Sometimes, being “the car guy” has unintended consequences. Last Fall (2015), an Internet friend of mine from Seattle lamented to me that she needed to get a new car, because she was having difficulty getting in and out of “a car so low”. I helped her pick out a nice Lexus Certified RX450h, she bought it, and it made her happy.
“But now”, she lamented, “what do I do with my Acura? The dealer essentially didn’t want it in trade, and I don’t want to sell it myself.”I asked her for the details of the Acura. It was a 1990 Integra sedan. She had bought it brand new. It had 113,000 miles, and had never been serviced anywhere but Acura of Bellevue (WA). Best of all, it had a proper manual transmission!
She emailed me a copy of the CarFax. The mileage, service history, and one-owner status was verified, along with an accident-free record. The CarFax also indicated that the 120,000-mile service had already been completed at 103k, because the camshaft seals needed to be replaced, and it only made sense to do the full 120k service at that point.
A quick Internet search gave me an estimated value of $1800 (although values of a car this old can be hard to pin down). The CarFax report gave the car a +$700 boost for the clean service history.
I opened my big mouth. “Heck, I’ll give you $2500 for it!” The deal was struck. Now all I needed to do was figure out how to get it from Seattle to Las Vegas. Well, I had some vacation time coming, so I bought a one-way plane ticket to Seattle, grabbed a wad of cash from the bank, and was on my way.
My friend picked me up at the airport and we went to a coffee shop (because Seattle) to do business. I gave the car a good once over. It was everything she said it was. To a non-car person, it could have easily passed for an 8-year-old car. The car was all-original, down to the factory cassette deck, with dealer-accessory CD player! The deal was good, money changed hands, and I was on my way.
As long as I was calling it a vacation, I took my time getting back. I made my way to the Pacific Coast Highway (i.e. US-101) and slowly drifted my way down the coast, stopping for anything I thought was interesting. Having woken up at 4:30 that morning, I was pretty tired, so when I got to Newport, OR, I turned inland to Corvallis and got a room.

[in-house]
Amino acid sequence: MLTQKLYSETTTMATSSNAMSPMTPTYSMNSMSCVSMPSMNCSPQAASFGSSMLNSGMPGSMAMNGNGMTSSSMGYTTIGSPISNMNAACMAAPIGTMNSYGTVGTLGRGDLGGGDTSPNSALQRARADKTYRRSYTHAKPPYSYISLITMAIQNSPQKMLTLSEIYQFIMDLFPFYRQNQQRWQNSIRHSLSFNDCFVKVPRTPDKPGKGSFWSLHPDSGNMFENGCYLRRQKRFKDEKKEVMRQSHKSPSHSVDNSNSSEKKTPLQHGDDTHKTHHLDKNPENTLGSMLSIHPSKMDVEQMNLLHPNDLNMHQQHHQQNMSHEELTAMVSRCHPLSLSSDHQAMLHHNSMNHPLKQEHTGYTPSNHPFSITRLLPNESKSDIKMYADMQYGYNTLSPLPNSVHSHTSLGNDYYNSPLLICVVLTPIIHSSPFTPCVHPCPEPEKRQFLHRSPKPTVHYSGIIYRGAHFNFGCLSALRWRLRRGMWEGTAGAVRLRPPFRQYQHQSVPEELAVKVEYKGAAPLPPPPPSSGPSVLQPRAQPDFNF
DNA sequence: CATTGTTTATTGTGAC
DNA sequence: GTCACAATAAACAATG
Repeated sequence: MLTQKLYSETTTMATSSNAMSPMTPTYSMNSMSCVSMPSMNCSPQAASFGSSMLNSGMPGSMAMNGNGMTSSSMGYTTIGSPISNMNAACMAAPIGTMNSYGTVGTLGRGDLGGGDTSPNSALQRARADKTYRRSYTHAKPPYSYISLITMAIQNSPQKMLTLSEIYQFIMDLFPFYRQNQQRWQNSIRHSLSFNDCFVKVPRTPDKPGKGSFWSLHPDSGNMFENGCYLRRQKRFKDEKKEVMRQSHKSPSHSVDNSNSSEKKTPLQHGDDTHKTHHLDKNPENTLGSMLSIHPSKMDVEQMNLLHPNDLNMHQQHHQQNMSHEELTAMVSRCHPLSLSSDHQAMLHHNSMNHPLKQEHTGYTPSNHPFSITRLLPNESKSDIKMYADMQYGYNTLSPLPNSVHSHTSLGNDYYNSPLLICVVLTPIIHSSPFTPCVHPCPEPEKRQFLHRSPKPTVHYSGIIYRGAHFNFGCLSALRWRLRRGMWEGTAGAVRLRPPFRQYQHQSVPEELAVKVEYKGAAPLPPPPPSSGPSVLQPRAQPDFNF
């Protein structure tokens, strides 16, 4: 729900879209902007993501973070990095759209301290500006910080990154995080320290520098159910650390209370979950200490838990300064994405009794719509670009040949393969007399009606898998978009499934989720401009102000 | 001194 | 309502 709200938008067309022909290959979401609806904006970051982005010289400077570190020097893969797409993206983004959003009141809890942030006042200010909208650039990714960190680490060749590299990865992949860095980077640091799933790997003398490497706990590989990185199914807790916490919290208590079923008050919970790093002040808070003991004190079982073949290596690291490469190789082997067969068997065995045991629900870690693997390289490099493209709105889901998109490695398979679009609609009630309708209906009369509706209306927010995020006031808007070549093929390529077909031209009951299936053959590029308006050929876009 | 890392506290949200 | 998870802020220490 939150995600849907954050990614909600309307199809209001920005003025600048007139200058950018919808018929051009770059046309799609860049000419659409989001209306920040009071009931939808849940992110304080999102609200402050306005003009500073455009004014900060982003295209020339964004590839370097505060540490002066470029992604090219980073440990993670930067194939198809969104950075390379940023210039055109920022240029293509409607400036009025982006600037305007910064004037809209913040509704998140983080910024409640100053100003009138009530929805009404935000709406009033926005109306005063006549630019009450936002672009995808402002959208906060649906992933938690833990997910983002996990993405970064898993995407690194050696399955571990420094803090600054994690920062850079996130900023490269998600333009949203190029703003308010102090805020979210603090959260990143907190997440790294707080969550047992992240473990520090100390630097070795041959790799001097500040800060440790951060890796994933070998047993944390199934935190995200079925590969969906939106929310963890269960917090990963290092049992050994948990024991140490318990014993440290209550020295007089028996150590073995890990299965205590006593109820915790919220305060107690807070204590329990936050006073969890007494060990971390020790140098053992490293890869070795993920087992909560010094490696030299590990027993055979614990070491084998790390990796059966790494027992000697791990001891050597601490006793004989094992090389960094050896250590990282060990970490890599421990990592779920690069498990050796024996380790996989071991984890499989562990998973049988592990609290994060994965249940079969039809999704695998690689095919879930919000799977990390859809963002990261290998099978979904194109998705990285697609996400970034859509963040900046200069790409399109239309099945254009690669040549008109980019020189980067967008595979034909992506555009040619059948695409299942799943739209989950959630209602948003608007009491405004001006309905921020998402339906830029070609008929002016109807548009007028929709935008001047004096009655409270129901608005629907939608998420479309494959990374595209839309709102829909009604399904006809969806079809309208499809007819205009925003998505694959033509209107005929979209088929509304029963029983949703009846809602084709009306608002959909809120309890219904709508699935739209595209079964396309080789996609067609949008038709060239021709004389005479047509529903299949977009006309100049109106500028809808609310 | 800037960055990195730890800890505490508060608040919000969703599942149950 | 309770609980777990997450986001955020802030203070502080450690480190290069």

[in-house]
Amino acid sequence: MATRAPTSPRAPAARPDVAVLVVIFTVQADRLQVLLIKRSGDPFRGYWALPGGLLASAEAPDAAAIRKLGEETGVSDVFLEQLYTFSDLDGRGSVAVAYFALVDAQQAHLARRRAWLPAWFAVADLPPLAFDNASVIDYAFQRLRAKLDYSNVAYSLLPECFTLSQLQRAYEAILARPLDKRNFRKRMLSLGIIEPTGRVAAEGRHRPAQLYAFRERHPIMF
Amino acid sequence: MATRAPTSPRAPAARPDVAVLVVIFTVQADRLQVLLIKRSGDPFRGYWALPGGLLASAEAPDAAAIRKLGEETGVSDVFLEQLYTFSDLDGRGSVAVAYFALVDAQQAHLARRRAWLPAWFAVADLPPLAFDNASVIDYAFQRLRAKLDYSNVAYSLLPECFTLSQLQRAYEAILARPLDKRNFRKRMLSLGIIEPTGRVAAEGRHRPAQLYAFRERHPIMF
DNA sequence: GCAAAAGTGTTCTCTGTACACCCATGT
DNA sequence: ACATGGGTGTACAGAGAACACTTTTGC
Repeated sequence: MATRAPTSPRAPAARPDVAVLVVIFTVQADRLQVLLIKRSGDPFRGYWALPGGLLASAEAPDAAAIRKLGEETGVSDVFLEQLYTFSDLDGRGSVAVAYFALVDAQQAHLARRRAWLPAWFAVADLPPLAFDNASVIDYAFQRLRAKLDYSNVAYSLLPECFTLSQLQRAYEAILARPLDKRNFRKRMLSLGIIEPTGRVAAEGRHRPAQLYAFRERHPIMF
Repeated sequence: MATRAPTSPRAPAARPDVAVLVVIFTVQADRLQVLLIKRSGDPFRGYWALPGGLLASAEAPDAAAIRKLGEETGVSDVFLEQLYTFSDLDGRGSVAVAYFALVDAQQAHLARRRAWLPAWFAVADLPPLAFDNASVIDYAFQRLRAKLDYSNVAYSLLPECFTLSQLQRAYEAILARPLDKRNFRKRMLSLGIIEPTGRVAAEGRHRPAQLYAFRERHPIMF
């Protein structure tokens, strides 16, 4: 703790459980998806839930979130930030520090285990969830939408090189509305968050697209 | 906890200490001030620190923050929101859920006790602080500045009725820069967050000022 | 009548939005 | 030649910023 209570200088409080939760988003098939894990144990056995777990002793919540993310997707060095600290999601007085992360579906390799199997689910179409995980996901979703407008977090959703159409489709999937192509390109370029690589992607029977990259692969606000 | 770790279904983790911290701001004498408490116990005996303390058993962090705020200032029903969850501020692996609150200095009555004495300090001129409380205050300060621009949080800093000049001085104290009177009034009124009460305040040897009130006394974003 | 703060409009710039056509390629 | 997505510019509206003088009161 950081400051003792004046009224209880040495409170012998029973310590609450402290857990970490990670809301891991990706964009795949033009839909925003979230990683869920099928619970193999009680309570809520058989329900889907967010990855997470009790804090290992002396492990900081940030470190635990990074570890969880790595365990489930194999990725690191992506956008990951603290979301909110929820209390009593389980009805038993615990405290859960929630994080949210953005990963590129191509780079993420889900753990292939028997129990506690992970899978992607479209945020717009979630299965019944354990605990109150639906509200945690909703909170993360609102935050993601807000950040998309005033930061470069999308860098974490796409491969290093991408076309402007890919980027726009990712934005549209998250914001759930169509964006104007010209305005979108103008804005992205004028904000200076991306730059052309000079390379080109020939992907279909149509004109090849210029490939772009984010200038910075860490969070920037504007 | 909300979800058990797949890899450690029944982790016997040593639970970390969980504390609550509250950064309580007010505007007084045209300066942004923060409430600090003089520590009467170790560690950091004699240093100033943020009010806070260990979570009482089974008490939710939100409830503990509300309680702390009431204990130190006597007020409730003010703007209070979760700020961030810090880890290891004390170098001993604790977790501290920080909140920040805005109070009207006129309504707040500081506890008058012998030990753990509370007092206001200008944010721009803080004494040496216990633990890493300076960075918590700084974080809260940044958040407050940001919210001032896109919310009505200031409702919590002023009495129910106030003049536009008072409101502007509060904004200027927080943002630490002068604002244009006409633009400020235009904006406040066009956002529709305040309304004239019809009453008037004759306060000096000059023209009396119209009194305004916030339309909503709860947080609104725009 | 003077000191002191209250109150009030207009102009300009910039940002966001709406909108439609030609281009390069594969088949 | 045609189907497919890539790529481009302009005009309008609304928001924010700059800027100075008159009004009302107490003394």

I woke the next morning and continued on US-20 from Corvallis to Bend. A beautiful drive through the mountains, and I recommend it. After Bend, things got ugly. Not with the car; it was performing flawlessly, averaging 33mpg. The car was fine – it was the drive that got awful. Oregon, once you get east of the Cascade Range, becomes high desert. Flat as a board, not a speck of evidence of humans, and while the scenery is lovely, after about 30 minutes it starts to get seriously redundant.
A couple of things to note about US-20, east of Bend. First, I’m pretty sure that whoever placed it on the map was using a straightedge. I don’t think I turned the steering wheel more than 2 degrees all afternoon. Secondly, the person who set the 55mph speed limit on that stretch of road had clearly never actually driven it. There is no human settlement, it is straight as an arrow, and one of the least trafficked US Highways I’ve ever driven on.
Just after Burns, OR, I switched to Oregon 78. More dullness with absurdly low speed limits. OR-78 meets up with US-95 somewhere east of the middle of nowhere. I crossed into Nevada, and was faced with another 550 miles of endless high desert plains, punctuated by an occasional mountain pass. I made my way to Winnemucca, NV and found myself a room.
First thing in the morning, I made my way to the Nevada DMV to get legal. I love small-town DMV offices; I was in and out in 20 minutes! The rest of the day was an endless slog home. On the sort of back roads I was driving (NV-305 to US-50 to NV-376 to US-95, if you’re following along at home) one must plan fuel stops carefully – often there is a 100+ mile stretch between gas stations!
I made it home to Las Vegas by nightfall. Unlike Oregon, Nevada has a perfectly sensible 75mph limit on these sorts of roads. Now that I was on my own (legal) plate, and given the lack of any sort of police presence on these sorts of roads, I may, possibly, have exceeded the speed limit by a few MPH. However, don’t quote me on the fact that a 1990 Integra may or may not run just fine at triple-digit speeds, okay?
As for the car itself, it is a truly fine car. When it was made, Acura was still a new brand, and I think they were intent on building a car to a higher standard than the ordinary Hondas from which they were derived.
On the other hand, and despite what you may have heard about this generation of Integra, there’s nothing particularly outstanding about driving it. Sure, the DOHC 1.8 (non-VTEC, yo) loves to rev – in fact, because there isn’t much power below 3500 RPM, it pretty much needs to be whipped like a rented mule – and while that has its moments of joy, there is little else to recommend this car.
Me and my big mouth. Including getting the car home, I have about $3000 tied up in it. There seems to be no market whatsoever for bone-stock old Acuras. If I needed a $3000 car, there isn’t any way I could have bought a better car for that money.
But I really have no need for a $3000 car. It mostly sits, but I make sure to drive it every Sunday, just to keep the juices flowing. Registered as a “Classic Vehicle”, and insured for “Pleasure Use Only”, it costs me about $400/year to keep on the road. At that cost, it makes for a handy second car to keep around.